SHABASHI: Study of Harmful Algal Blooms and other Aspects of Sardine Habitat around the Indian subcontinent (2015-2016)
- Screening of isolated cultures for their toxin potential and expansion of culture collection of harmful algal species
- HAB training course for Sri Lankan and Indian participants for establishment of common methodology for sampling and analysis, to be held in India in February – March 2015
- Time series of SPATT bag sample collection on a monthly basis at an extended set of stations along the East and West Coasts of India and off Sri Lanka
- Concurrent auxiliary data collection at SPATT bag sample collection sites, to include water samples for phytoplankton identification and HPLC pigments, relevant environmental variables (nutrients, oxygen, temperature) and possibly bio-optical measurements on an opportunistic basis.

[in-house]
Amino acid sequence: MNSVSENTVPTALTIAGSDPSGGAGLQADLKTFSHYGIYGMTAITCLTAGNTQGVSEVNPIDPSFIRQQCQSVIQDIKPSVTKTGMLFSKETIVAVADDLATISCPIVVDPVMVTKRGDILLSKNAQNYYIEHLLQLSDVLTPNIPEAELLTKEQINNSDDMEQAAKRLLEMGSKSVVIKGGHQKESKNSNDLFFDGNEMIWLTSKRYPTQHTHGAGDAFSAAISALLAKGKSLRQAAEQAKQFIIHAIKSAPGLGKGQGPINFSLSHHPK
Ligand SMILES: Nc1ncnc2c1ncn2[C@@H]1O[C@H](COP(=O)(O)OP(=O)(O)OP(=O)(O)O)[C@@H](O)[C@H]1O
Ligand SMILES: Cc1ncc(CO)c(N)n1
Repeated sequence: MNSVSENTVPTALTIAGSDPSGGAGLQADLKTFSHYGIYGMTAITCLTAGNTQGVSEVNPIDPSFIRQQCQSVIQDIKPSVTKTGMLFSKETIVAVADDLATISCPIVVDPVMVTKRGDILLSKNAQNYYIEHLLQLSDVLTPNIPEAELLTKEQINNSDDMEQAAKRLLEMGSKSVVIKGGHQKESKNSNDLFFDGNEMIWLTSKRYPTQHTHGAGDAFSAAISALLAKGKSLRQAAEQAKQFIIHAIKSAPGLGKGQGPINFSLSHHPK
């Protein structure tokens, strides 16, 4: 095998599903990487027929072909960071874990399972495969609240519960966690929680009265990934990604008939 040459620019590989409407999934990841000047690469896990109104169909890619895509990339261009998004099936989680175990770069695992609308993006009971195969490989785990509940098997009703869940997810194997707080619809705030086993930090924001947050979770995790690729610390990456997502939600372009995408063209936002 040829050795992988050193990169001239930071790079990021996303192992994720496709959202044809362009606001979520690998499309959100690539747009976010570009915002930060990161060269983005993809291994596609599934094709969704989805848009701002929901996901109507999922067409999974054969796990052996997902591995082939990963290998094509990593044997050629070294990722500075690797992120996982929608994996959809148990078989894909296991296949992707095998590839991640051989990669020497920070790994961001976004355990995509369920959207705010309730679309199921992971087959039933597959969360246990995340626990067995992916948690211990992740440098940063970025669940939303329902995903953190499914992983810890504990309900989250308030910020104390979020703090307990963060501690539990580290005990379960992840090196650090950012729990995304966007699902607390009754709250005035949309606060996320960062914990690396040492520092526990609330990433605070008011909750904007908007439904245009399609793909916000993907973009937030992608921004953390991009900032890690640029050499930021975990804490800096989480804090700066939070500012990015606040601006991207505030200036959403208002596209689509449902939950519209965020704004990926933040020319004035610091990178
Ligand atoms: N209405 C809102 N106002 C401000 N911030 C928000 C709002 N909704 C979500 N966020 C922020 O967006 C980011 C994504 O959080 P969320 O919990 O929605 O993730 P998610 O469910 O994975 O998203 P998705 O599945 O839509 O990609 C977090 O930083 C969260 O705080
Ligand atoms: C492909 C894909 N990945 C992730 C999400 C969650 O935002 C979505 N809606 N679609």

- Carry out dinoflagellate cyst analysis from sediment samples at selected sites to study incidences of past blooms.
- Bio-optical characterization of cultured harmful algal species, with a view to evaluating the potential for distinguishing them from other phytoplankton by remote sensing, and comparison with field observations.
- Study the inter-annual variation in non-harmful algal species in the diet of sardines, a culturally and economically important exploited species in India.
- Carry out outreach activities to build awareness and literacy about Marine Science to the coastal communities in Indian states and Sri Lanka.
- Characterise the incidence of non-harmful phytoplankton blooms in Indian waters.
Study location / Sample sites
The study area is the coastal waters of India and Sri Lanka. Proposed sites for time series data collection are shown on the map below.